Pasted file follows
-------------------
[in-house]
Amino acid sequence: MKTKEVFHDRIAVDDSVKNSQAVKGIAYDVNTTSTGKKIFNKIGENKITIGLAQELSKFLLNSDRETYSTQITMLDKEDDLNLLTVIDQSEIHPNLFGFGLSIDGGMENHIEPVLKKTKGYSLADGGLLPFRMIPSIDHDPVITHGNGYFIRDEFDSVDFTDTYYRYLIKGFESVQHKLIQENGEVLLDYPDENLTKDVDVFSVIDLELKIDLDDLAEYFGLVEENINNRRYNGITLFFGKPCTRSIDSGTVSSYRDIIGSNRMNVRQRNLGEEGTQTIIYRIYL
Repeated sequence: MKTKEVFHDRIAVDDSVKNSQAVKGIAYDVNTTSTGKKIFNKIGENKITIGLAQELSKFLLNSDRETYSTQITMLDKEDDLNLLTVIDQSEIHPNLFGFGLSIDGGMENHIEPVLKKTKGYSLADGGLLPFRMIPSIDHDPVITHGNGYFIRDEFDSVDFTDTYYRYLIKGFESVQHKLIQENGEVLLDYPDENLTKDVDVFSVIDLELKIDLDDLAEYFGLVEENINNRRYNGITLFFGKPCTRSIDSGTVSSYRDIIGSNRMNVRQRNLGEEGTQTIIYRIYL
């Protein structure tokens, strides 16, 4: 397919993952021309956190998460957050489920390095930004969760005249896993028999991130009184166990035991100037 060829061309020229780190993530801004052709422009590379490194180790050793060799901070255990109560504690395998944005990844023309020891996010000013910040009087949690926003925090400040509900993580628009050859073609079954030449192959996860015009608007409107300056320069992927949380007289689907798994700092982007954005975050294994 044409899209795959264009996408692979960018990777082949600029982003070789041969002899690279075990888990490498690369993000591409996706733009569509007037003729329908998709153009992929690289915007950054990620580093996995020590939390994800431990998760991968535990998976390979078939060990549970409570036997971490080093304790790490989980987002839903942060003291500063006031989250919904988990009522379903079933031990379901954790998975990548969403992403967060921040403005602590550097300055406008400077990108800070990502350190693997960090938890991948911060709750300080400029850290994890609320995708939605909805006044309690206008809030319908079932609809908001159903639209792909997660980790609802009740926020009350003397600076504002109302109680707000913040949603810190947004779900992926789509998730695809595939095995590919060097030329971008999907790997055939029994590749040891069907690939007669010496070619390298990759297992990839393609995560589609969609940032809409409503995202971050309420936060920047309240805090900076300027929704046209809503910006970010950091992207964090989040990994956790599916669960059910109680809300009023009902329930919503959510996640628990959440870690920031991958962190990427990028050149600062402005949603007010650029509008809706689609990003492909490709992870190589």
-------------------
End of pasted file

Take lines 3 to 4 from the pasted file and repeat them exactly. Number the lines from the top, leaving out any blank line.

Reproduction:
Repeated sequence: MKTKEVFHDRIAVDDSVKNSQAVKGIAYDVNTTSTGKKIFNKIGENKITIGLAQELSKFLLNSDRETYSTQITMLDKEDDLNLLTVIDQSEIHPNLFGFGLSIDGGMENHIEPVLKKTKGYSLADGGLLPFRMIPSIDHDPVITHGNGYFIRDEFDSVDFTDTYYRYLIKGFESVQHKLIQENGEVLLDYPDENLTKDVDVFSVIDLELKIDLDDLAEYFGLVEENINNRRYNGITLFFGKPCTRSIDSGTVSSYRDIIGSNRMNVRQRNLGEEGTQTIIYRIYL
């Protein structure tokens, strides 16, 4: 397919993952021309956190998460957050489920390095930004969760005249896993028999991130009184166990035991100037 060829061309020229780190993530801004052709422009590379490194180790050793060799901070255990109560504690395998944005990844023309020891996010000013910040009087949690926003925090400040509900993580628009050859073609079954030449192959996860015009608007409107300056320069992927949380007289689907798994700092982007954005975050294994 044409899209795959264009996408692979960018990777082949600029982003070789041969002899690279075990888990490498690369993000591409996706733009569509007037003729329908998709153009992929690289915007950054990620580093996995020590939390994800431990998760991968535990998976390979078939060990549970409570036997971490080093304790790490989980987002839903942060003291500063006031989250919904988990009522379903079933031990379901954790998975990548969403992403967060921040403005602590550097300055406008400077990108800070990502350190693997960090938890991948911060709750300080400029850290994890609320995708939605909805006044309690206008809030319908079932609809908001159903639209792909997660980790609802009740926020009350003397600076504002109302109680707000913040949603810190947004779900992926789509998730695809595939095995590919060097030329971008999907790997055939029994590749040891069907690939007669010496070619390298990759297992990839393609995560589609969609940032809409409503995202971050309420936060920047309240805090900076300027929704046209809503910006970010950091992207964090989040990994956790599916669960059910109680809300009023009902329930919503959510996640628990959440870690920031991958962190990427990028050149600062402005949603007010650029509008809706689609990003492909490709992870190589």